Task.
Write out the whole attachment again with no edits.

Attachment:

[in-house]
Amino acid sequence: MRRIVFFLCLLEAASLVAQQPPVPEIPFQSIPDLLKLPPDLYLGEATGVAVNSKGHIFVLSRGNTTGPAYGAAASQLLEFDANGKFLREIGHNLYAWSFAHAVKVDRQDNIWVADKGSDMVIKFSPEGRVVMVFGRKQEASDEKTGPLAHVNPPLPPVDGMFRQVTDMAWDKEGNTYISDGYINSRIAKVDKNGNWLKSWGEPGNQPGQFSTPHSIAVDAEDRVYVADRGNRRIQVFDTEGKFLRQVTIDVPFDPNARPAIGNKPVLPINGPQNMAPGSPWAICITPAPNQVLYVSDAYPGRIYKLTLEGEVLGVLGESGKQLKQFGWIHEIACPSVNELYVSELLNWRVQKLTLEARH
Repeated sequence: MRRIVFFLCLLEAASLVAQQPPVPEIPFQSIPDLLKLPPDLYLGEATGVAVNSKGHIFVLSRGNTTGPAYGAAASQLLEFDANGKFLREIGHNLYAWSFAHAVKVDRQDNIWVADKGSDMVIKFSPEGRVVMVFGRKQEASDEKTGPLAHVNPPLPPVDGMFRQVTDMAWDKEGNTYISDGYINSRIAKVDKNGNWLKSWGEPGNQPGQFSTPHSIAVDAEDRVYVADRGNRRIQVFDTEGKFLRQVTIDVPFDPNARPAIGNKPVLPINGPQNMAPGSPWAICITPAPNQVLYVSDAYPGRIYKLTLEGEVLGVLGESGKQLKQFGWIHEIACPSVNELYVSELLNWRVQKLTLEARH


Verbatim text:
[in-house]
Amino acid sequence: MRRIVFFLCLLEAASLVAQQPPVPEIPFQSIPDLLKLPPDLYLGEATGVAVNSKGHIFVLSRGNTTGPAYGAAASQLLEFDANGKFLREIGHNLYAWSFAHAVKVDRQDNIWVADKGSDMVIKFSPEGRVVMVFGRKQEASDEKTGPLAHVNPPLPPVDGMFRQVTDMAWDKEGNTYISDGYINSRIAKVDKNGNWLKSWGEPGNQPGQFSTPHSIAVDAEDRVYVADRGNRRIQVFDTEGKFLRQVTIDVPFDPNARPAIGNKPVLPINGPQNMAPGSPWAICITPAPNQVLYVSDAYPGRIYKLTLEGEVLGVLGESGKQLKQFGWIHEIACPSVNELYVSELLNWRVQKLTLEARH
Repeated sequence: MRRIVFFLCLLEAASLVAQQPPVPEIPFQSIPDLLKLPPDLYLGEATGVAVNSKGHIFVLSRGNTTGPAYGAAASQLLEFDANGKFLREIGHNLYAWSFAHAVKVDRQDNIWVADKGSDMVIKFSPEGRVVMVFGRKQEASDEKTGPLAHVNPPLPPVDGMFRQVTDMAWDKEGNTYISDGYINSRIAKVDKNGNWLKSWGEPGNQPGQFSTPHSIAVDAEDRVYVADRGNRRIQVFDTEGKFLRQVTIDVPFDPNARPAIGNKPVLPINGPQNMAPGSPWAICITPAPNQVLYVSDAYPGRIYKLTLEGEVLGVLGESGKQLKQFGWIHEIACPSVNELYVSELLNWRVQKLTLEARH